Thus, for example, a part with a projecting edge cannot be inserted, by means of a pin, into the groove terminating a recessed edge of another part and be secured thereto. Furthermore, the known construction sets cannot be used, or can be used to only a limited extent, for complex geometric bodies, such as a demonstration model. This is due to the fact that, on the one hand, they do not lend themselves to complicated assemblies, due to their limitation to block-shaped or cube-shaped parts, and, on the other hand, the difficulties characteristic of known connecting members hinder such an assembly, as mentioned above.

SUMMARY OF THE INVENTION

This invention relates to construction sets and, more particularly, to a novel and improved construction set for building structures assembled from geometric parts having plane surfaces.

A construction set in accordance with the invention does not have the shortcomings of known construction sets. It permits the assembly of even very complicated structures from individual parts. It is suitable not only as a toy but also as a teaching aid and for research purposes, since it permits the reproducible representation of very complicated three-dimensional structures, using simple means, and this was not possible, up to the present, in practice, with known means because of the very high energy expenditure required.

A construction set in accordance with the principles of the present invention is characterized in that it contains at least one group of equal or identical pyramids with three, four, or five equal lateral faces, as well as at least one part in the form of an at least semi-regular polygon which can be assembled from partial bodies, such as abutting pyramid bases, or to a pyramid, this latter part having at least one plane of symmetry. The parts can be connected to each other by adhesive joints at their abutting faces or can be connected to each other in an articulated relation along abutting edges by the adhesive joints.

With such a construction set, it is possible to produce even complicated structures from simple parts, as will be described more fully hereinafter. In addition, it is possible to disassemble simple symmetrical bodies, such as cubes, into a plurality of other geometric parts. The adhesive joint between the parts can be effected, for example, by magnets imbedded in the surfaces of the parts or according to the principle of the bur lock. Preferably, however, areal elements are provided for the adhesive joints. The adhesive joints preferably are detachable, since this permits the reuse of all parts. As areal elements, there are preferably used foils provided on both surfaces with an adhesive. However, the term "foil" is not used here in the narrower sense, and may comprise, for example, thin fabrics or fleeces or other areal structures suitable as adhesive carriers.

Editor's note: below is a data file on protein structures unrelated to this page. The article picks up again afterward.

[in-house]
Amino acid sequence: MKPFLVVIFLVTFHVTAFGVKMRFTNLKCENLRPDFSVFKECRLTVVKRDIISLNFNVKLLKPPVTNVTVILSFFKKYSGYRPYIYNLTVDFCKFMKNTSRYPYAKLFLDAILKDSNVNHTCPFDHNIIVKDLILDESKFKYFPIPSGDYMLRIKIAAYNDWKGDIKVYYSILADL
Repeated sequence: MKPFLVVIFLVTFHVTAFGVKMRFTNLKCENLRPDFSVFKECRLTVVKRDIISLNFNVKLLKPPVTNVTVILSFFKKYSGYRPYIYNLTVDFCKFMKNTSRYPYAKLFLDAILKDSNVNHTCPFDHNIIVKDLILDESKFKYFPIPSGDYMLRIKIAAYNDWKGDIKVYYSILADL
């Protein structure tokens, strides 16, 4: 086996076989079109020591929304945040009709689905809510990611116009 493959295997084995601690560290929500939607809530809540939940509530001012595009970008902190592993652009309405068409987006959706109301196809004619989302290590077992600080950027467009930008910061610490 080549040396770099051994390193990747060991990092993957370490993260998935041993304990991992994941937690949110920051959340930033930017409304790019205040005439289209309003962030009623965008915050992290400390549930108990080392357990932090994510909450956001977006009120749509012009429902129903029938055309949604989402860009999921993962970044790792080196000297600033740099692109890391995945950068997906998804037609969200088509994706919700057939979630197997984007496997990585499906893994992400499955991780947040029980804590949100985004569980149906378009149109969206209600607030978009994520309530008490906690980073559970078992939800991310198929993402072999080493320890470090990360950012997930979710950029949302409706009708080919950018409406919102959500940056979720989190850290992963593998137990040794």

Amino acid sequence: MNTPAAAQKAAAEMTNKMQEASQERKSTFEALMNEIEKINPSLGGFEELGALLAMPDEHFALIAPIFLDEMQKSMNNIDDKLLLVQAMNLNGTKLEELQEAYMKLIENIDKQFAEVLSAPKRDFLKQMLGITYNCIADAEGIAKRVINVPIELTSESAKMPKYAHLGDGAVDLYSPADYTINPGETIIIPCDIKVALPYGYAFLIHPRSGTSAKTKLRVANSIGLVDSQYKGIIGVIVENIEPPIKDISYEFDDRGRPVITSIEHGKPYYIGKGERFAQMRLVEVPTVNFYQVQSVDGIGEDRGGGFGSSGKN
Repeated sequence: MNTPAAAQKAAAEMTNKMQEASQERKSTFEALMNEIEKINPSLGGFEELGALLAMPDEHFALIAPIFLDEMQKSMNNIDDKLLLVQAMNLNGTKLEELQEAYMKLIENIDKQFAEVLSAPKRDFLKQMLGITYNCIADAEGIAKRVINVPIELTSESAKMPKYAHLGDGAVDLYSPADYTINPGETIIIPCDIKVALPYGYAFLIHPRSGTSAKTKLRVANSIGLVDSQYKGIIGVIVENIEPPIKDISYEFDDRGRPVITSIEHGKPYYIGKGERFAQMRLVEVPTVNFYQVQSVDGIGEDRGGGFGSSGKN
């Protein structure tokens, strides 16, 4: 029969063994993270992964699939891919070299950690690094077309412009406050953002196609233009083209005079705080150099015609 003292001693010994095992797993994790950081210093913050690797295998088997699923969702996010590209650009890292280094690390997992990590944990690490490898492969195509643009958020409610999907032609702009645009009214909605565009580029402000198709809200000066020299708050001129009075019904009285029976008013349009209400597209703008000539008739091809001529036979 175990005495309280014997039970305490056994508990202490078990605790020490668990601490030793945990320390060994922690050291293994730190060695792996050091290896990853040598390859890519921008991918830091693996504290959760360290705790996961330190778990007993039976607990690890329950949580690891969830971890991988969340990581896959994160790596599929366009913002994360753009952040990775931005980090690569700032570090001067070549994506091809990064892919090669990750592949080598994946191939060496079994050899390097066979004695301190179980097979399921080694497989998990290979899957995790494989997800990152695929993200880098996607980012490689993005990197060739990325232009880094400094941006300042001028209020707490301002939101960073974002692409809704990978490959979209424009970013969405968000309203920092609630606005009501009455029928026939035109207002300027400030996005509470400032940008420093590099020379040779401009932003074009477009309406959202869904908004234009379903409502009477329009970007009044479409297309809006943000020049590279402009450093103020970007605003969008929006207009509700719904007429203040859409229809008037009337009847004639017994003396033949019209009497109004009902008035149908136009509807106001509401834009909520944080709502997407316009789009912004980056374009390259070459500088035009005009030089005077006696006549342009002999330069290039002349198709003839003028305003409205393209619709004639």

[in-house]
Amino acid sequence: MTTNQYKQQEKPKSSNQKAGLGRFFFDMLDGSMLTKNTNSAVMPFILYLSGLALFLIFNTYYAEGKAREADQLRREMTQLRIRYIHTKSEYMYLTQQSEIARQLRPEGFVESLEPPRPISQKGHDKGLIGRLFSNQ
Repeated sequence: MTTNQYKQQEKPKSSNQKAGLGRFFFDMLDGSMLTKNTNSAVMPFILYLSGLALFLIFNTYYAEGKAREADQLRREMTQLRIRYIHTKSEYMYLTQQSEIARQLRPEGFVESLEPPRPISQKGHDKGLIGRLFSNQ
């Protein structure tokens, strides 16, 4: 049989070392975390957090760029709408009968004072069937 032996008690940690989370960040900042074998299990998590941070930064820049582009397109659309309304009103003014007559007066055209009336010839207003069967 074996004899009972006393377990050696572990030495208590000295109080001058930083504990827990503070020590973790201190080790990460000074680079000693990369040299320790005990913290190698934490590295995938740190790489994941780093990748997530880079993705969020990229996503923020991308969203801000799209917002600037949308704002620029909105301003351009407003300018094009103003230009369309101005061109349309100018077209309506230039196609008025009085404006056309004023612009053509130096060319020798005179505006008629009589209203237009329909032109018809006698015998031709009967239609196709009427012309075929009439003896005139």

The foils preferably have the form of circular sheets, and this form as the advantage that a special orientation of the foils is not required. The diameter of the circular sheets should be, at the most, equal to that of the circle inscribed in the smallest surface of a part. Under different circumstances, it may be necessary to work with either larger or smaller circular sheets.

The hinge connections when the parts are arranged in edge-to-edge relation are preferably foils having one surface provided with an adhesive coat, and here, too, the term "foil" is not used in a narrower sense but rather in the wider sense, as explained above.

Due to the use of adhesive-coated foils for joining the individual parts, the geometry even of complicated assembled structures is not changed, as long as care is taken that an adhesive foil is provided between all surfaces that are in contact with each other. Using adhesive foils as hinge connections provides a substantially volume-free joint, which does not hinder the geometry of the assembled structure if used correctly. A preferred pyramid form is that of a three-sided pyramid where all surfaces are equilateral triangles. Such a pyramid is, at the same time, a tetrahedron of equal face areas, and hence a regular body.

Another preferred form of pyramid is a four-sided pyramid with a square base, and whose side faces are congruent with those of the three-side pyramids. Two such four-sided pyramids can be assembled, for example, to form an octahedron as a regular body.

Another preferred embodiment of a four-sided pyramid is characterized in that its opposite side faces are arranged in planes intersecting each other at a right angle. Such pyramids can be assembled, for example, with a cube to form a semi-regular structure whose opposite rhomboid end faces extend parallel to each other.

A further preferred type or form of pyramid is a five-sided pyramid with a pentagonal base, whose triangular side faces lie in the extensions of the faces of a dodecahedron, which adjoin a lateral face of the dodecahedron forming the base of the pyramid. These pyramids can be assembled with a dodecahedron so that each edge of the dodecahedron is aligned with a lateral edge of a pyramid.

Although the parts assembled to form an at least semi-regular body need not be bounded on the surface, preferably these bodies are bounded by plane surfaces. Due to this plane-surface design of the parts, the latter can also be assembled again as elements to form the pyramids and regular and semi-regular bodies, so that the possibility variation is substantially increased and the representation of complicated geometric structures using the construction set embodying the invention.